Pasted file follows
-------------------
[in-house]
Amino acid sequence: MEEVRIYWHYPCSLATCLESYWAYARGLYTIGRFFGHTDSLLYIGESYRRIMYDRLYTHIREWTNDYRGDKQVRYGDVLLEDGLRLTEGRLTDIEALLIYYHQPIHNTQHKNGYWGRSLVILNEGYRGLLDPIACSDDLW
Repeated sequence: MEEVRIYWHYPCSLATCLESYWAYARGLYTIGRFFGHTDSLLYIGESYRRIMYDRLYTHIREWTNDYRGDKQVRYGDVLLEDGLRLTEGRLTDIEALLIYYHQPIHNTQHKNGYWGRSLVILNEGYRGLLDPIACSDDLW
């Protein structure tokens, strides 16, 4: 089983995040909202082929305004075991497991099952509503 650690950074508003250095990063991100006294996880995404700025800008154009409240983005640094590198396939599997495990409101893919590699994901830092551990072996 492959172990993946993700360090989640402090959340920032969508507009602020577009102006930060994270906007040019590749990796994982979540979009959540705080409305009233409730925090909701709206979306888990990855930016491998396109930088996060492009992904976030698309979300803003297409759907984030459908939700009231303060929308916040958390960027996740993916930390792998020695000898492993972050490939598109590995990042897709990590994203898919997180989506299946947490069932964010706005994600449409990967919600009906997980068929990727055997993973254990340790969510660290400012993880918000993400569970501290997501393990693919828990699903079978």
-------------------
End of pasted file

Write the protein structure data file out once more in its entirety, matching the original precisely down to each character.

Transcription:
[in-house]
Amino acid sequence: MEEVRIYWHYPCSLATCLESYWAYARGLYTIGRFFGHTDSLLYIGESYRRIMYDRLYTHIREWTNDYRGDKQVRYGDVLLEDGLRLTEGRLTDIEALLIYYHQPIHNTQHKNGYWGRSLVILNEGYRGLLDPIACSDDLW
Repeated sequence: MEEVRIYWHYPCSLATCLESYWAYARGLYTIGRFFGHTDSLLYIGESYRRIMYDRLYTHIREWTNDYRGDKQVRYGDVLLEDGLRLTEGRLTDIEALLIYYHQPIHNTQHKNGYWGRSLVILNEGYRGLLDPIACSDDLW
């Protein structure tokens, strides 16, 4: 089983995040909202082929305004075991497991099952509503 650690950074508003250095990063991100006294996880995404700025800008154009409240983005640094590198396939599997495990409101893919590699994901830092551990072996 492959172990993946993700360090989640402090959340920032969508507009602020577009102006930060994270906007040019590749990796994982979540979009959540705080409305009233409730925090909701709206979306888990990855930016491998396109930088996060492009992904976030698309979300803003297409759907984030459908939700009231303060929308916040958390960027996740993916930390792998020695000898492993972050490939598109590995990042897709990590994203898919997180989506299946947490069932964010706005994600449409990967919600009906997980068929990727055997993973254990340790969510660290400012993880918000993400569970501290997501393990693919828990699903079978």